The title, “Any Damned Fool Can Be Uncomfortable”, was his father’s favorite expression. During WWII, he slept in foxholes, shattered buildings and any place else where he could escape danger and the weather. Comfort and safety ranked highly with him during his four and a half years overseas. But Bob Bruskin, Spencer's father, was not a career soldier. During his time, he was a newspaperman, an army counterintelligence officer and a foreign service officer. He was born in New York in 1910 to a Russian Jewish immigrant family. Kathleen Bruskin, Spencer's mother, was a Nebraskan born in 1911 into a family with a long lineage in America. She became a respected professional artist and teacher. She was responsible for him writing this book. It turned out that she was the family history “pack rat”. She saved the many hundreds of letters that she and Spencer's father wrote to each other starting as far back as their meeting in 1931 and continuing over the years, especially during the war.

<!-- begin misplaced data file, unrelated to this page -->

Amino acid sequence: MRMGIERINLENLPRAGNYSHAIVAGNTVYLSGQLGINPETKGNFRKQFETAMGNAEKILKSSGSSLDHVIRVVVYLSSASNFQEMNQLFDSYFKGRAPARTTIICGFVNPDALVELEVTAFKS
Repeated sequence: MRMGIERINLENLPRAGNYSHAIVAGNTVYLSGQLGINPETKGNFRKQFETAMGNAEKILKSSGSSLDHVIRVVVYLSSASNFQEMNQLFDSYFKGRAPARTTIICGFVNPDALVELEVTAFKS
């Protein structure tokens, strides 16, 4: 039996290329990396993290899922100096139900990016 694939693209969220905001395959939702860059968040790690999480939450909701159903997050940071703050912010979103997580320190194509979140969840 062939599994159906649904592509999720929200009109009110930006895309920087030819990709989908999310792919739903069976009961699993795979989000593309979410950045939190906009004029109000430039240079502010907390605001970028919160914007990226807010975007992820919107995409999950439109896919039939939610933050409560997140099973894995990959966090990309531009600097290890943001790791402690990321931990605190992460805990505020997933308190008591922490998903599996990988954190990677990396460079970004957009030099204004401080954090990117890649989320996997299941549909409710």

Spencer wrote their story using their voices reproduced from letters, diaries and recordings and weaved them into a history of their times and the events they experienced that were influential in their lives and lives of their generation.